Atlantic City's diversity was evident today as it welcomed a new mayor.

Outside City Hall, various flags waved and Chinese dragons danced City Hall filled with people ready to watch Don Guardian be sworn in.

"Today is a new day and a new beginning for Atlantic City," said Chris Filiciello, Guardian's chief of staff.

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Guardian then was sworn in by Congressman Frank LoBiondo, drawing applause when he stressed the words "city of Atlantic City" while taking his oath.

But before taking office, Atlantic City's new mayor began the day by attending a nondenominational service at St. Nicholas of Tolentine Church, where the Roman Catholic attends Mass.

Guardian, 60, walked down the aisle of St. Nicholas of Tolentine Church this morning with his partner, Louis Fatato, holding a pillow with the key to the city.

The service included representatives from various faiths, including a rabbi, Buddhist monk and Methodist pastor.

"Yes, religion needs to be separate from government," Guardian said at the service. "But the tenets of religion are essential to good government."

Guardian, the city's first Republican mayor since James Usry left office in 1990, said that fact that he is working with a Democratic council should not cause any problems, and that he plans to have a diverse and bipartisan administration.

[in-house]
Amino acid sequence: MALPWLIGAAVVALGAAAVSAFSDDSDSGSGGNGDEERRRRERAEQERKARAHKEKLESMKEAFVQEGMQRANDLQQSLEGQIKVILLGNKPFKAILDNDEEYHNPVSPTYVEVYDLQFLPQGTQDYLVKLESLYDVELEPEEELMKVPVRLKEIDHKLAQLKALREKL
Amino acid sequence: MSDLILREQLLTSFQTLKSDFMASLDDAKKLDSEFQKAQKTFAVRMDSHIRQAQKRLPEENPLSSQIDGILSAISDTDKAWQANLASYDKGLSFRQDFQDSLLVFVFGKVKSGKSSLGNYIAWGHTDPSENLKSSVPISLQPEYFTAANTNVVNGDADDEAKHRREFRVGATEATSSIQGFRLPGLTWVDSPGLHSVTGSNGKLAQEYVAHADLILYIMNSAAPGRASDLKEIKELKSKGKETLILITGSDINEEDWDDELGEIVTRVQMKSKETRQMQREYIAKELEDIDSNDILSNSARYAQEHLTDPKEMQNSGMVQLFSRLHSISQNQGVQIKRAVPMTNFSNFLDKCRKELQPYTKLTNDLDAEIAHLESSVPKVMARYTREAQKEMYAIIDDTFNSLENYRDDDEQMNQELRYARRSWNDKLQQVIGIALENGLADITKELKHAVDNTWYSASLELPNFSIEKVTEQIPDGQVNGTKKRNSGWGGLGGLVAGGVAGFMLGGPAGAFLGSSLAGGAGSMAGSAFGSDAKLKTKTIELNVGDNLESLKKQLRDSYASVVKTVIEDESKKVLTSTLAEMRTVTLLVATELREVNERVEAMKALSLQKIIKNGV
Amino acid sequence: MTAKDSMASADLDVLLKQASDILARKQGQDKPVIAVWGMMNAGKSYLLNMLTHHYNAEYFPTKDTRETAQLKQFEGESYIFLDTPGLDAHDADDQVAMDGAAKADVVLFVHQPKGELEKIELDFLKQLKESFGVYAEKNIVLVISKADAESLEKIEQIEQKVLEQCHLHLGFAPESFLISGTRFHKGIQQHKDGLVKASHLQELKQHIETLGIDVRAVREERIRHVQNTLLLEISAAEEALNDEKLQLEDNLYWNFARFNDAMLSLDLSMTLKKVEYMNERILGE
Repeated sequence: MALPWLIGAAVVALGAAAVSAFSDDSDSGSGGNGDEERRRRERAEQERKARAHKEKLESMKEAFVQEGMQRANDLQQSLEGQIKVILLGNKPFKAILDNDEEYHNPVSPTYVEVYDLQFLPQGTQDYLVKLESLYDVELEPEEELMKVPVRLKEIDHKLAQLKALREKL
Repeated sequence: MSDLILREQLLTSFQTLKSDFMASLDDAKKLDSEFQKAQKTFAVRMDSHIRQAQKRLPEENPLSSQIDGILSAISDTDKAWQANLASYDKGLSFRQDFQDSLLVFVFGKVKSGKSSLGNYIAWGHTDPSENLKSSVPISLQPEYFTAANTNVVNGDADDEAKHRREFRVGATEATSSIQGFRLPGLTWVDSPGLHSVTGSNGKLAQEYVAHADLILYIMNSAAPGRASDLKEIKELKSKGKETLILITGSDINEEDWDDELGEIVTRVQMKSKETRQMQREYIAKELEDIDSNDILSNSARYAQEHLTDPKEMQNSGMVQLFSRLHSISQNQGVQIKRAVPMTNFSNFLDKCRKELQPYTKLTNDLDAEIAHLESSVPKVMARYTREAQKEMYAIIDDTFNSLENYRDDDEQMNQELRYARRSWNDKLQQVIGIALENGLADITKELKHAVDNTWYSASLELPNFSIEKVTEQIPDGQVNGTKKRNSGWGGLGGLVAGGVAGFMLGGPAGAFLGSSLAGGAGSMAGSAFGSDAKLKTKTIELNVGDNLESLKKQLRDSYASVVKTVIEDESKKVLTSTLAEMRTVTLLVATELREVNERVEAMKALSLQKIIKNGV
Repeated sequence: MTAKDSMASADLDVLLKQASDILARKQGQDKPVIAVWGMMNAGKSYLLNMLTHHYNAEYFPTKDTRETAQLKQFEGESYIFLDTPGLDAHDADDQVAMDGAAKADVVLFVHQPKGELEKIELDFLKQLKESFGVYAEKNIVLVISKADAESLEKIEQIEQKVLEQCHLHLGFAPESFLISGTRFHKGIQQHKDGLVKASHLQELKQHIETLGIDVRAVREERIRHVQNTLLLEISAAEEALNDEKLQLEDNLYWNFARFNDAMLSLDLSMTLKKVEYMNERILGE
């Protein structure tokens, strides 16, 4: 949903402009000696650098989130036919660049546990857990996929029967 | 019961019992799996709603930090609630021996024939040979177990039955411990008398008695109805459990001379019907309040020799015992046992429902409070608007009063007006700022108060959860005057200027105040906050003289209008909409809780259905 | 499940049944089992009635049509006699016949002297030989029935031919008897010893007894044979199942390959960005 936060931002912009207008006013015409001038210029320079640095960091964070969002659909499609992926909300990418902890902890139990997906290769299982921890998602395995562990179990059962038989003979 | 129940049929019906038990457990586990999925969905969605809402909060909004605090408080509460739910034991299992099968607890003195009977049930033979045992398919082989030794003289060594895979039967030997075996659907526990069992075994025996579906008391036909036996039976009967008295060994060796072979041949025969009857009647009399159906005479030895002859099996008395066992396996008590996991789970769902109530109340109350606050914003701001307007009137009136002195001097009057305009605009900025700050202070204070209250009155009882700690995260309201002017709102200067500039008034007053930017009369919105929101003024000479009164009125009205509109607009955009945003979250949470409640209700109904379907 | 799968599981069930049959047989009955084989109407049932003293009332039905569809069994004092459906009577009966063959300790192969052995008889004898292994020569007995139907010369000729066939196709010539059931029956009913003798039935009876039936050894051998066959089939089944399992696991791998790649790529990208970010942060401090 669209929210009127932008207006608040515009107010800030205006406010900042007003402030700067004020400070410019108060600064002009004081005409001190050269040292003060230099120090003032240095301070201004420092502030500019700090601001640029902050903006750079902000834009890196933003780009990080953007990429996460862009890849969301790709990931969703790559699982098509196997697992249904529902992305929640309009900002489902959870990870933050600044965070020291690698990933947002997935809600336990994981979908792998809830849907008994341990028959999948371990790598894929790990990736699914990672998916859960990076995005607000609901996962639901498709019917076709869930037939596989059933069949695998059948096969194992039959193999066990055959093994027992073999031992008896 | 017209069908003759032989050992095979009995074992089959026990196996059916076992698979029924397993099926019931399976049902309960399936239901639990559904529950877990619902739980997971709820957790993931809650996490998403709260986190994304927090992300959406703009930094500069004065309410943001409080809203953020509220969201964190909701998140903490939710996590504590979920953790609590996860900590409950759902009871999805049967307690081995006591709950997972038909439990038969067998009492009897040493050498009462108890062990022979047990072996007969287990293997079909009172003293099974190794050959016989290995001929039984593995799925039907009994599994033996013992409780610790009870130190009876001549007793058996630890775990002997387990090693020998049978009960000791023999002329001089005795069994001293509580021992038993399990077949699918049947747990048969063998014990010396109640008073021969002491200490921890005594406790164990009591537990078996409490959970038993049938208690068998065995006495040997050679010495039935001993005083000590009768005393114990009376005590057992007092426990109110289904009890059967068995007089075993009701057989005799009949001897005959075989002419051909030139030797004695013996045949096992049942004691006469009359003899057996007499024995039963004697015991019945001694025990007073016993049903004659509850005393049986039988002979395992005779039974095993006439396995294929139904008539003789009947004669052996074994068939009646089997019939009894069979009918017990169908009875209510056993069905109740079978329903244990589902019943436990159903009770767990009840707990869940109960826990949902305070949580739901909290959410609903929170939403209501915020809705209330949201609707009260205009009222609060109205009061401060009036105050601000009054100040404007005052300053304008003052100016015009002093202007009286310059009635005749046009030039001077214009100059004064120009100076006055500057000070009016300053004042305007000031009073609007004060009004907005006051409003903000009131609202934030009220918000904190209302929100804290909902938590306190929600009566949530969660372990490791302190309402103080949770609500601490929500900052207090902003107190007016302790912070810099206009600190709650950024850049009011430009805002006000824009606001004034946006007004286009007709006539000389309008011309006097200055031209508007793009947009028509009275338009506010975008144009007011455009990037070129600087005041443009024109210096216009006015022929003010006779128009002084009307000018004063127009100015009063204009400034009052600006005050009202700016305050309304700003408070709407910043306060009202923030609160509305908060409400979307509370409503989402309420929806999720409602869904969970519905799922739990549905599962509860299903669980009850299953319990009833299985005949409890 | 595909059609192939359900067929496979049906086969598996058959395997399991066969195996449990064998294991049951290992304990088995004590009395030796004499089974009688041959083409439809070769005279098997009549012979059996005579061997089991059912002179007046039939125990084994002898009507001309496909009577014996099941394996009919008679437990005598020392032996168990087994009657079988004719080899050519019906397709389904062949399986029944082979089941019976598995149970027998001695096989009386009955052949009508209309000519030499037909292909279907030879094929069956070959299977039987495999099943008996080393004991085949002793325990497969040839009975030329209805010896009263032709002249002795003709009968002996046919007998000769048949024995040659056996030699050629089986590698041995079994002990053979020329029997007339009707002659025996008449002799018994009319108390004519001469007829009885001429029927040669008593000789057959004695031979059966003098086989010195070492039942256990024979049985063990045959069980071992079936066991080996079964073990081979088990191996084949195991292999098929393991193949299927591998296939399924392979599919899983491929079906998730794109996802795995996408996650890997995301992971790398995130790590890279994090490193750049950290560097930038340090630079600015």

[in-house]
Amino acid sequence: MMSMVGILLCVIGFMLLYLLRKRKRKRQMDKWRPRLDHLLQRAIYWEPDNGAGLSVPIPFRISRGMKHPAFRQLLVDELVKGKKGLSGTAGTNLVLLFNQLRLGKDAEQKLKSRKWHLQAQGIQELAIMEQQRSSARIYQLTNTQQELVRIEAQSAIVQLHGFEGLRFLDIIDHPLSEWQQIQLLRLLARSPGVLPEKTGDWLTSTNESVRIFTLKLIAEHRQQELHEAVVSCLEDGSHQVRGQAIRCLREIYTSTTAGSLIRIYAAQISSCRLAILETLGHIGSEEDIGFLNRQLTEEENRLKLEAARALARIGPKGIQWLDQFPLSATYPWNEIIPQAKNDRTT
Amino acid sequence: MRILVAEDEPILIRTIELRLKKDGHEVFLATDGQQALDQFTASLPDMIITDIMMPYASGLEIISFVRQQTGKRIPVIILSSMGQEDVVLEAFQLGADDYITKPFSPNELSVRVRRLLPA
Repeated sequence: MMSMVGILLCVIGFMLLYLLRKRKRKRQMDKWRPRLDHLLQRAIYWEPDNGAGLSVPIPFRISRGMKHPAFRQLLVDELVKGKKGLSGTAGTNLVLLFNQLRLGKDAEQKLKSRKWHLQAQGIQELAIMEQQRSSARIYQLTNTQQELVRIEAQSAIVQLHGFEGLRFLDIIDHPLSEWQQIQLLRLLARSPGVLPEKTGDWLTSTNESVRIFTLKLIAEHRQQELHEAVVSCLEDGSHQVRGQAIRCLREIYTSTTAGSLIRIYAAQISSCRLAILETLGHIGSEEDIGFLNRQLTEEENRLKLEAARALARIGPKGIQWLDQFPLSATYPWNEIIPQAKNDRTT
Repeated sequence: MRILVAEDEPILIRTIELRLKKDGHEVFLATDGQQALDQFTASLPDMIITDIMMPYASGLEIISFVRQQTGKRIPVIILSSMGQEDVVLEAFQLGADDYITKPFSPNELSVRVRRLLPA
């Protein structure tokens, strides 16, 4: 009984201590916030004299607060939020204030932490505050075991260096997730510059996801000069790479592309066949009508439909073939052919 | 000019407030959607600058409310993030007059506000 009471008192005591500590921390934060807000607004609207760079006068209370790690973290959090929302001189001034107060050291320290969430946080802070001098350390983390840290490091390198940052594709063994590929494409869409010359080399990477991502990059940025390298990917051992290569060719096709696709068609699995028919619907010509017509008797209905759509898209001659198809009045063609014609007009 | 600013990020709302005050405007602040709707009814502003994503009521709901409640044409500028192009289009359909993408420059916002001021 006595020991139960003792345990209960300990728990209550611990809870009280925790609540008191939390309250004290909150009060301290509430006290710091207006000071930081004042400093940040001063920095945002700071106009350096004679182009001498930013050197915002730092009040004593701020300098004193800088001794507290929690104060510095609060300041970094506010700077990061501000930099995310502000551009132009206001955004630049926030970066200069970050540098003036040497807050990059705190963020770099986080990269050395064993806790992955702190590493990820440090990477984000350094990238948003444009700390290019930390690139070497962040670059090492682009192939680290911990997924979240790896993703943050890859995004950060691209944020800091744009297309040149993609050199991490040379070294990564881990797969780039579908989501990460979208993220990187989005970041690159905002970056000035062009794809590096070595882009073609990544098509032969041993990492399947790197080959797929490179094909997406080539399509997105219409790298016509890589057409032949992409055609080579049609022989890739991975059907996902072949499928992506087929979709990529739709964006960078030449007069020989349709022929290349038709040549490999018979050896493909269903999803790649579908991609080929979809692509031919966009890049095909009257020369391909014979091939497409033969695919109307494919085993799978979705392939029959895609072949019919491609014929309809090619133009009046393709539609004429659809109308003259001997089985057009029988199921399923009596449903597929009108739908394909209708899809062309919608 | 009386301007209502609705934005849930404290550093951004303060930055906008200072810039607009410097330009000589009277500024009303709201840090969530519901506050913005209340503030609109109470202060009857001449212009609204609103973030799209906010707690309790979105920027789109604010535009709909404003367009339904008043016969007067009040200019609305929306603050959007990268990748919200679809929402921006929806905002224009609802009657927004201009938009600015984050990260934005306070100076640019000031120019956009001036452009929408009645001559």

His first test was passed as City Council unanimously approved his nomination for business administrator.

Arch Liston, who most recently served that position in Galloway Township, said he was glad to see the council supported him.

Guardian said his next nomination would be for a city solicitor.

He had interviews with four candidates and said two were "excellent." He would not name his choice yet.

Even before his election, Guardian outlined an ambitious set of goals for his time as mayor, including expanding housing, redeveloping Bader Field and repaving Pacific Avenue.

He also has said he wants to sit down with casinos in an attempt to find a fair way for taxing them, after several successful tax appeals have left the city responsible for millions in reimbursement money.

Guardian served as director of the city's Special Improvement District for about 20 years.

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